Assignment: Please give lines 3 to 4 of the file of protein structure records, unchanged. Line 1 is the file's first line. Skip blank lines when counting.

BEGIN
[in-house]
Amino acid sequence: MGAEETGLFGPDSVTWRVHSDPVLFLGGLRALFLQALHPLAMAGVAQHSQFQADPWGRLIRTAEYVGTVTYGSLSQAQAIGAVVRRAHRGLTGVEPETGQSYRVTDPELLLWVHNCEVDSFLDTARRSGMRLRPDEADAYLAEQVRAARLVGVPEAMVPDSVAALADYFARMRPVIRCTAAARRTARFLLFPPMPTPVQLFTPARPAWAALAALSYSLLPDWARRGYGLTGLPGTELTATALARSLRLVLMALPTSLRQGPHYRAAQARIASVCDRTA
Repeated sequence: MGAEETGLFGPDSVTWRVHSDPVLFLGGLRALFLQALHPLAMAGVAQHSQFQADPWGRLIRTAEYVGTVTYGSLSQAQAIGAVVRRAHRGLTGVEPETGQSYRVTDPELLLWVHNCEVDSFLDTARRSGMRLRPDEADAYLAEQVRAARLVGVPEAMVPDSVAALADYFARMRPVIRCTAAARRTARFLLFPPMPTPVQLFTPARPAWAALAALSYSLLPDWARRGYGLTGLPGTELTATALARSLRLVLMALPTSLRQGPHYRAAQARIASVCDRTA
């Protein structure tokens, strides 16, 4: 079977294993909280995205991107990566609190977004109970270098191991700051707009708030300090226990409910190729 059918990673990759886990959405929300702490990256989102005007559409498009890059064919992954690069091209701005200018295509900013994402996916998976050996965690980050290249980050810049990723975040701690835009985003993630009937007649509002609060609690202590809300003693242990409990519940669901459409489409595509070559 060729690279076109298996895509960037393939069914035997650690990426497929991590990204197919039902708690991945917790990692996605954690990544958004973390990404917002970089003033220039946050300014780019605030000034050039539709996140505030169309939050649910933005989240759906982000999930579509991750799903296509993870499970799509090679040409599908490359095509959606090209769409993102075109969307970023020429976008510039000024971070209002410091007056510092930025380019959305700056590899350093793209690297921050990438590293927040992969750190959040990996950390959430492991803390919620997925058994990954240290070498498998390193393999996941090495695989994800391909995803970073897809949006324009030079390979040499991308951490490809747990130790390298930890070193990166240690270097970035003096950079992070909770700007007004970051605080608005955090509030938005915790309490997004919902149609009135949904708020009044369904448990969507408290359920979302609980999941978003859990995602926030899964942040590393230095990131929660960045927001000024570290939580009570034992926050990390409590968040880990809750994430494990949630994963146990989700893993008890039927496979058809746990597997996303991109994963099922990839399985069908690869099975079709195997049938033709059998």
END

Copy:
Repeated sequence: MGAEETGLFGPDSVTWRVHSDPVLFLGGLRALFLQALHPLAMAGVAQHSQFQADPWGRLIRTAEYVGTVTYGSLSQAQAIGAVVRRAHRGLTGVEPETGQSYRVTDPELLLWVHNCEVDSFLDTARRSGMRLRPDEADAYLAEQVRAARLVGVPEAMVPDSVAALADYFARMRPVIRCTAAARRTARFLLFPPMPTPVQLFTPARPAWAALAALSYSLLPDWARRGYGLTGLPGTELTATALARSLRLVLMALPTSLRQGPHYRAAQARIASVCDRTA
């Protein structure tokens, strides 16, 4: 079977294993909280995205991107990566609190977004109970270098191991700051707009708030300090226990409910190729 059918990673990759886990959405929300702490990256989102005007559409498009890059064919992954690069091209701005200018295509900013994402996916998976050996965690980050290249980050810049990723975040701690835009985003993630009937007649509002609060609690202590809300003693242990409990519940669901459409489409595509070559 060729690279076109298996895509960037393939069914035997650690990426497929991590990204197919039902708690991945917790990692996605954690990544958004973390990404917002970089003033220039946050300014780019605030000034050039539709996140505030169309939050649910933005989240759906982000999930579509991750799903296509993870499970799509090679040409599908490359095509959606090209769409993102075109969307970023020429976008510039000024971070209002410091007056510092930025380019959305700056590899350093793209690297921050990438590293927040992969750190959040990996950390959430492991803390919620997925058994990954240290070498498998390193393999996941090495695989994800391909995803970073897809949006324009030079390979040499991308951490490809747990130790390298930890070193990166240690270097970035003096950079992070909770700007007004970051605080608005955090509030938005915790309490997004919902149609009135949904708020009044369904448990969507408290359920979302609980999941978003859990995602926030899964942040590393230095990131929660960045927001000024570290939580009570034992926050990390409590968040880990809750994430494990949630994963146990989700893993008890039927496979058809746990597997996303991109994963099922990839399985069908690869099975079709195997049938033709059998």